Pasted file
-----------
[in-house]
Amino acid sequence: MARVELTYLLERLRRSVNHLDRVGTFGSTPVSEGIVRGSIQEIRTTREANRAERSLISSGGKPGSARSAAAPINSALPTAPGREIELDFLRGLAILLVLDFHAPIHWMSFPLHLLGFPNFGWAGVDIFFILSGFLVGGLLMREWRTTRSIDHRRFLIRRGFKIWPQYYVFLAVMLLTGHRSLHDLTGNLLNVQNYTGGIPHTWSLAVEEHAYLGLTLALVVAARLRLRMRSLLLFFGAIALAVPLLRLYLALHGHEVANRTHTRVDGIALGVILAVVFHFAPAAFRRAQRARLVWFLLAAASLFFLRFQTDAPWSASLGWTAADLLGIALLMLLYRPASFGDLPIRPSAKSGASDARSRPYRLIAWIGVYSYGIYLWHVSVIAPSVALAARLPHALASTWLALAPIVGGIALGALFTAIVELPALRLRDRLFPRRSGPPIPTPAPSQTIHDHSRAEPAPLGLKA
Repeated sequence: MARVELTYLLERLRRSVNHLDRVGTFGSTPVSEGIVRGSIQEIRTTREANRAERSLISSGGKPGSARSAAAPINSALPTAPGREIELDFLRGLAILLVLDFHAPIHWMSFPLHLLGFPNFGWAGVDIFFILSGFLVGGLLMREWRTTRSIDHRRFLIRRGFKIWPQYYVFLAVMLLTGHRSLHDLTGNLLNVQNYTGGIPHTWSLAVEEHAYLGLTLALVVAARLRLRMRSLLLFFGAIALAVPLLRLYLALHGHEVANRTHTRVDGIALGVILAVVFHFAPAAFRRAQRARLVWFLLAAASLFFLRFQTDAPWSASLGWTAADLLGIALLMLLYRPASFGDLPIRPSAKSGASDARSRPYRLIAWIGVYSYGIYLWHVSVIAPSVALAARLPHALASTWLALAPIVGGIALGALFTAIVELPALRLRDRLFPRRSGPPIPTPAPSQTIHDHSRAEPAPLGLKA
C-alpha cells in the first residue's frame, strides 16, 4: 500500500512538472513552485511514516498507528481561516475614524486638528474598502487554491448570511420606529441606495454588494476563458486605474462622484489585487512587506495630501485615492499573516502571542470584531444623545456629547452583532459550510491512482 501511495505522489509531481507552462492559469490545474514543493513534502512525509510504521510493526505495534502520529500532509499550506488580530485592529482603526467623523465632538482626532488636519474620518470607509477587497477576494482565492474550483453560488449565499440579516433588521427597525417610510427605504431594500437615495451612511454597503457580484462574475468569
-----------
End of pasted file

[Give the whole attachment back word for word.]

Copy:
[in-house]
Amino acid sequence: MARVELTYLLERLRRSVNHLDRVGTFGSTPVSEGIVRGSIQEIRTTREANRAERSLISSGGKPGSARSAAAPINSALPTAPGREIELDFLRGLAILLVLDFHAPIHWMSFPLHLLGFPNFGWAGVDIFFILSGFLVGGLLMREWRTTRSIDHRRFLIRRGFKIWPQYYVFLAVMLLTGHRSLHDLTGNLLNVQNYTGGIPHTWSLAVEEHAYLGLTLALVVAARLRLRMRSLLLFFGAIALAVPLLRLYLALHGHEVANRTHTRVDGIALGVILAVVFHFAPAAFRRAQRARLVWFLLAAASLFFLRFQTDAPWSASLGWTAADLLGIALLMLLYRPASFGDLPIRPSAKSGASDARSRPYRLIAWIGVYSYGIYLWHVSVIAPSVALAARLPHALASTWLALAPIVGGIALGALFTAIVELPALRLRDRLFPRRSGPPIPTPAPSQTIHDHSRAEPAPLGLKA
Repeated sequence: MARVELTYLLERLRRSVNHLDRVGTFGSTPVSEGIVRGSIQEIRTTREANRAERSLISSGGKPGSARSAAAPINSALPTAPGREIELDFLRGLAILLVLDFHAPIHWMSFPLHLLGFPNFGWAGVDIFFILSGFLVGGLLMREWRTTRSIDHRRFLIRRGFKIWPQYYVFLAVMLLTGHRSLHDLTGNLLNVQNYTGGIPHTWSLAVEEHAYLGLTLALVVAARLRLRMRSLLLFFGAIALAVPLLRLYLALHGHEVANRTHTRVDGIALGVILAVVFHFAPAAFRRAQRARLVWFLLAAASLFFLRFQTDAPWSASLGWTAADLLGIALLMLLYRPASFGDLPIRPSAKSGASDARSRPYRLIAWIGVYSYGIYLWHVSVIAPSVALAARLPHALASTWLALAPIVGGIALGALFTAIVELPALRLRDRLFPRRSGPPIPTPAPSQTIHDHSRAEPAPLGLKA
C-alpha cells in the first residue's frame, strides 16, 4: 500500500512538472513552485511514516498507528481561516475614524486638528474598502487554491448570511420606529441606495454588494476563458486605474462622484489585487512587506495630501485615492499573516502571542470584531444623545456629547452583532459550510491512482 501511495505522489509531481507552462492559469490545474514543493513534502512525509510504521510493526505495534502520529500532509499550506488580530485592529482603526467623523465632538482626532488636519474620518470607509477587497477576494482565492474550483453560488449565499440579516433588521427597525417610510427605504431594500437615495451612511454597503457580484462574475468569